Back to the location of this photo. All Soul’s Prospect is a viewpoint along the All Soul’s Route, part of the spectacular Alpine Circuit which takes hikers on a dizzying traverse of the sheer slopes around Lake O’Hara. It’s probably the best day hike I’ve ever done. This day was the last of our visit, and the sunniest which brought out the beautiful colours of the lakes. I really enjoyed hiking up here as it gave us a view of the approach to Wiwaxy Gap and the Huber Ledges route that we’d hiked a couple of days earlier. From this angle I can’t believe we were able to hike across those slopes at all! But we did, and it was nowhere near as scary as I expected.
Now I just want to go back…
Instagram-ready view of Sky Pilot and the suspension bridge from my comfy chair and not so well earned beer.
Perspective has two meanings and, if I can, I like to express both in my photography. The first, artistic or architectural, definition highlights leading lines or vanishing points to add drama and a sense of movement or to draw the viewer into the scene. The other, more colloquial, use is simply that of a point of view. Windows especially offer the latter and I like using such a ready-made frame to isolate and highlight an element in a scene, especially if there’s not much else of interest. One of my first photos on Instagram was of Mt Garibaldi seen through the square window of the Brew hut, a photo which would have otherwise been featureless, low-contrast, and really not very interesting, especially as it was taken with my old phone.
Fast forward a few years and I found myself sitting in a comfortable chair in the lodge at the Sea to Sky Gondola, savouring a good pint, and looking out through a (square!) window at the jaw-dropping Sky Pilot group, complete with its namesake suspension bridge in the foreground. I posted a picture of Sky Pilot only last week so, at first, I wasn’t entirely sold on posting another so soon. However, in some respects I actually prefer this photo because the clouds are much more interesting, even though the strong reflections of the windows behind me and the aluminium railing undoubtedly reduce its “technical” merit. In my opinion, those imperfections add character, and make the photo more fun; a genuine capture of a moment in time rather than a staged postcard or calendar landscape shot.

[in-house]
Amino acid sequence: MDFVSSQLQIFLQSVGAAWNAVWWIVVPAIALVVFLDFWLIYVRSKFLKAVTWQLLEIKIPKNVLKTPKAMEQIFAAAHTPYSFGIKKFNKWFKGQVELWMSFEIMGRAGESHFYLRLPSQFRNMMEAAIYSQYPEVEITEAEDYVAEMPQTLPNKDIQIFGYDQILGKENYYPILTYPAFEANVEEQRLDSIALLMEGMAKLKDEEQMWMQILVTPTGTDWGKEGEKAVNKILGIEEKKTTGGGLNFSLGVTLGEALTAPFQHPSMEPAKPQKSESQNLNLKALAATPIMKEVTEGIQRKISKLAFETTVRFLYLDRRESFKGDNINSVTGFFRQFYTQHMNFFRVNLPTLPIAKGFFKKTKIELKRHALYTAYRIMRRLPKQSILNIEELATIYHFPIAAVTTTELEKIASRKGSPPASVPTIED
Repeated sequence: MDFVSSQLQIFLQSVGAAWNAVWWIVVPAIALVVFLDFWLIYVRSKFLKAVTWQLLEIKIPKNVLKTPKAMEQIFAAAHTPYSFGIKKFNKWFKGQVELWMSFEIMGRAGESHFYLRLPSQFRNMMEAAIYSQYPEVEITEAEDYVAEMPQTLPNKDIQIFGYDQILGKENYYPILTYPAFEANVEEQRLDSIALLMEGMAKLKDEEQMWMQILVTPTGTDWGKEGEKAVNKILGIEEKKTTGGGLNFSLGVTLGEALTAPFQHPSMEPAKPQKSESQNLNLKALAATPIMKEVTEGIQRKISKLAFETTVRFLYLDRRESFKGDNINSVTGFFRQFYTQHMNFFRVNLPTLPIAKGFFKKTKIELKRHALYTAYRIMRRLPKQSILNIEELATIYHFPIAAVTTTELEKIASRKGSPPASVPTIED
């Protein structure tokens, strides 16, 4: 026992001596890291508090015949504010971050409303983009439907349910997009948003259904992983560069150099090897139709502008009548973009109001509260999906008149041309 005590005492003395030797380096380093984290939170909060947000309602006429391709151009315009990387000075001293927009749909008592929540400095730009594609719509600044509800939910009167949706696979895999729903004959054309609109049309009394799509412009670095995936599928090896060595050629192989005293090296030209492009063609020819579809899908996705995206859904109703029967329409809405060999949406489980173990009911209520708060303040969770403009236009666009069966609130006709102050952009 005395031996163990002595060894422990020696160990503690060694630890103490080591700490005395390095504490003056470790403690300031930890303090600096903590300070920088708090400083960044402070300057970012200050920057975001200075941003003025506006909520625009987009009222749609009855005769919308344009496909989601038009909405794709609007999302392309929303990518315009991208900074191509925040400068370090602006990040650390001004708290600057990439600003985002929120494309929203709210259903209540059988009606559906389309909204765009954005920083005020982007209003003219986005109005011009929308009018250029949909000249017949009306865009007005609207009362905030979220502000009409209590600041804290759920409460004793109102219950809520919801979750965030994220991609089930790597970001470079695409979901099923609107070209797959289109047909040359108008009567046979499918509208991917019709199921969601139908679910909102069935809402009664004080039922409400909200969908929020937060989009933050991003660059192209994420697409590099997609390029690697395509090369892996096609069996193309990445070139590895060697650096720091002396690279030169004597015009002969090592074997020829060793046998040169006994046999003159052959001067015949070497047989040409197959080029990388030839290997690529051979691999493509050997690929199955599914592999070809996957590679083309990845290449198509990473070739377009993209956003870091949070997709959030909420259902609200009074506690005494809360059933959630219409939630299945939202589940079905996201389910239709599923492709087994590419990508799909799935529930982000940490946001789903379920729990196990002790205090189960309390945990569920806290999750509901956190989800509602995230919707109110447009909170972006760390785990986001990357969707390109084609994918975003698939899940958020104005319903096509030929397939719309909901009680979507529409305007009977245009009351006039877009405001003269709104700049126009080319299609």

Photography should be fun.
In terms of processing, I used DxO’s wonderful perspective (there’s that word again) correction tools to render the window square. (Don’t underestimate how difficult it is to put yourself in just the right place to take a perfect window shot; I was happy to get close enough and let DxO do the rest.) With so many pixels to play with, such corrections are easily made with modern software.
YASPP: yet another Sky Pilot photo. But who can resist?
What better way to finish off a long weekend than a sunny day trip up to the Sea to Sky gondola? The conditions were perfect, with warm sun welcoming us in the open and cool air keeping us moving in the shade. The views were spectacular as always, Sky Pilot looking like a fairytale mountain against a pure blue sky. After a quick stroll around the Panorama and Spirit Trails we relaxed at the lodge, and I couldn’t resist sitting back with a totally unearned beer to admire this view. Later the clouds rolled in which actually added some more interest to the scene (the blue sky looks nice, but it’s a bit bland), but I waited too long to go outside and take that picture so this will just have to do.
If anyone’s thinking of hiking the Sea to Summit trail, there’s still plenty of snow above about 600 m. Recent weather systems have left a dusting as low as 400 m. The snow was also not very supportive, especially in areas warmed by the sun, which means snowshoes would probably be a good idea, but microspikes would be fine where the snow is packed hard. Now that I’ve renewed my pass, I’ll definitely be using the hike up as a conditioner for the summer again.